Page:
Betsey Johnson's Fall Collection Brings Quirk (And a Little Awkwardness) to W Scottsdale

Betsey Johnson's fall collection, "He Loves Me, He Loves Me Not," brought a fun dose of fashion to W Scottsdale. And before we brush on the awkward production or over-the-top fanfare, we will note: Yes. It's Betsey Johnson. So, yes. It's supposed to be quirky.

Models strutted down the L-shaped catwalk, which partially framed the rooftop pool, wearing Johnson's unconventional (and sometimes just plain oddball) designs, which ranged visually from Barbie on acid to Gothic Ren Faire wear and focused on the season's two biggest colors: amethyst and teal.

See more photos after the jump.

Visually, Johnson referenced her usual pop art and 80s buoyancy, mixing outlandish patterns willy nilly. She delved into a southern belle motif that didn't entirely work, but did play on her love of tiered skirts, tutus, and corsets.

It was her use of flamenco-inspired ruffles and oversize pink flowers resulted in the collection's standout pieces. The purple and black plaid flannel princess coat with a broad, ruffled collar was a favorite, as well as a black jacket with punk studded sleeves and a tiger stitched on the back.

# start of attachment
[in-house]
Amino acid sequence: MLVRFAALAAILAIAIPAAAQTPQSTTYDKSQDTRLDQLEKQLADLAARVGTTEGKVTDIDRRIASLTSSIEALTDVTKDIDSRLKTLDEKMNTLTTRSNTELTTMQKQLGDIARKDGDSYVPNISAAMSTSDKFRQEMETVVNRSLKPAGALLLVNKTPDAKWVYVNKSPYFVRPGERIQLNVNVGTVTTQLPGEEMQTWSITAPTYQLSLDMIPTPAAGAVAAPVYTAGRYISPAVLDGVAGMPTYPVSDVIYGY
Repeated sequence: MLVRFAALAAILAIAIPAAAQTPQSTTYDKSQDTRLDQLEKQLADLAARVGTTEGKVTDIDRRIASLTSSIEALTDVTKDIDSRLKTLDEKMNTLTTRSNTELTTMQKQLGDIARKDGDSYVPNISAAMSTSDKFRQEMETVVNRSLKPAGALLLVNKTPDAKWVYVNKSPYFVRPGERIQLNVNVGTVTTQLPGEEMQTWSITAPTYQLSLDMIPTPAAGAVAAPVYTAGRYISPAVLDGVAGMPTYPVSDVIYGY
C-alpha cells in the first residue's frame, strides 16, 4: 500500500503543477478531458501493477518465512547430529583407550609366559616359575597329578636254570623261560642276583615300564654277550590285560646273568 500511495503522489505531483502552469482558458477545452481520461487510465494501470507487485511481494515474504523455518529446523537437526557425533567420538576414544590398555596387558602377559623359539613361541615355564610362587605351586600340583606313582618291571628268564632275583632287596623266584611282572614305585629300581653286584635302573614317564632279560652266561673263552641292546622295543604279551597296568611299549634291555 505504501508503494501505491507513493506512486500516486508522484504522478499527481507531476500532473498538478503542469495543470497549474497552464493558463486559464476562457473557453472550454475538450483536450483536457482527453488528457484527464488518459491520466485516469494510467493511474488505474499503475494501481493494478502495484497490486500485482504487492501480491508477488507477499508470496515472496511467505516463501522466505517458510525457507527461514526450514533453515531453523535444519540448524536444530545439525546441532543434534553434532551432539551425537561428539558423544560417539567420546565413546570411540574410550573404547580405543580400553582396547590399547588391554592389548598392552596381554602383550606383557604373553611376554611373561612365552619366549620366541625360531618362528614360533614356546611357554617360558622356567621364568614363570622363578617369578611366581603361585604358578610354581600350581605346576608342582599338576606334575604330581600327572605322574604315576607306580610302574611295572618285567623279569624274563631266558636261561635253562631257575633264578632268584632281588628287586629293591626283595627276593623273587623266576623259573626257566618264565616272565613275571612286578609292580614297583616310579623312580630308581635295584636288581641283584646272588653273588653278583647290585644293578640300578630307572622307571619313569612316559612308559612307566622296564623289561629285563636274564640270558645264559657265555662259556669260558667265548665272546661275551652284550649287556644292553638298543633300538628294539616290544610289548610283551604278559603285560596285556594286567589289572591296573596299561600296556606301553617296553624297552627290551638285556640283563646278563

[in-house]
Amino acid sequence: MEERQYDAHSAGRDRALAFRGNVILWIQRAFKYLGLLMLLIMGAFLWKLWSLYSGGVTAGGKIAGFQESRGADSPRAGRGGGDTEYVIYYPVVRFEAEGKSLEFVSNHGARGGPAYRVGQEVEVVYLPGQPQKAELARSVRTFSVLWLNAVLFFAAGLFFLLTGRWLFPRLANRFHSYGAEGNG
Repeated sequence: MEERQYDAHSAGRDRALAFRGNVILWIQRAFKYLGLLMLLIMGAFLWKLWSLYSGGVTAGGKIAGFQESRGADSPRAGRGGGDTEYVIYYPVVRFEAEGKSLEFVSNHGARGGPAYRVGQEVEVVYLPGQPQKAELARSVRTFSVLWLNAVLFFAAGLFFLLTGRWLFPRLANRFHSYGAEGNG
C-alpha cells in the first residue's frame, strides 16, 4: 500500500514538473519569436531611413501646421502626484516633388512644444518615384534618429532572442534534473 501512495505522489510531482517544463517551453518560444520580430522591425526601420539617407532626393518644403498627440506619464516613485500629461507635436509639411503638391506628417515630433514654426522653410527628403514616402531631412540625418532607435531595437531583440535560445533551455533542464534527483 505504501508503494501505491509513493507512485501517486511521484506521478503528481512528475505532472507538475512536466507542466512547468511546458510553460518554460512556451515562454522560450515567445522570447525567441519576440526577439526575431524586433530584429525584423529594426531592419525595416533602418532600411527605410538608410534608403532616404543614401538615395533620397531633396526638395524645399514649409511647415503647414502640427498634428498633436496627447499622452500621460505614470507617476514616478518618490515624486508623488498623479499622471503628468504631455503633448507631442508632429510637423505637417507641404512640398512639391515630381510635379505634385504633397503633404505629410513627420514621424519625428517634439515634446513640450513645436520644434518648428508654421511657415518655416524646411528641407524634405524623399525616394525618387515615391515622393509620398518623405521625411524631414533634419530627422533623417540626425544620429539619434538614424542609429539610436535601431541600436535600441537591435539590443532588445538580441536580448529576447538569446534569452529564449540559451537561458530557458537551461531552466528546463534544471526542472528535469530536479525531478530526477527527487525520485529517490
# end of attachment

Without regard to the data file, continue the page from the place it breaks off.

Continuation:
But the mid-show dance performance simply didn't make any sense. The dancing itself was fine -- more than acceptable. It was its complete lack of connection to the fashion show in mood, color, and concept that made it totally unnecessary.

The dancers wore red, white, and black and totally ignored the show's pinks, purples, and greens. They looked like... pirates. Stylistically, the hip-hop moves didn't connect with the kooky, girly line. And, ultimately, the dance break seemed like a convenient interlude during which all of the models got extra time to change.

The rooftop was full of guests, who were (mostly) dressed like they were dating contestants on Millionaire Matchmaker with the exception of a few Johnson devotees sporting tutus, seemed giddy throughout the production. And rightfully so. 

Fashion Forward -- what the W has dubbed Johnson's annual Scottsdale show -- only happens once a year. It's obvious that there's a scene in the Valley that's famished for more fashion events.

View the full slideshow of Betsey Johnson's "He Loves Me, He Loves Me Not" at W Scottsdale here.

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Becky Bartkowski is an award-winning journalist and the arts and music editor at New Times, where she writes about art, fashion, and pop culture.
Contact: Becky Bartkowski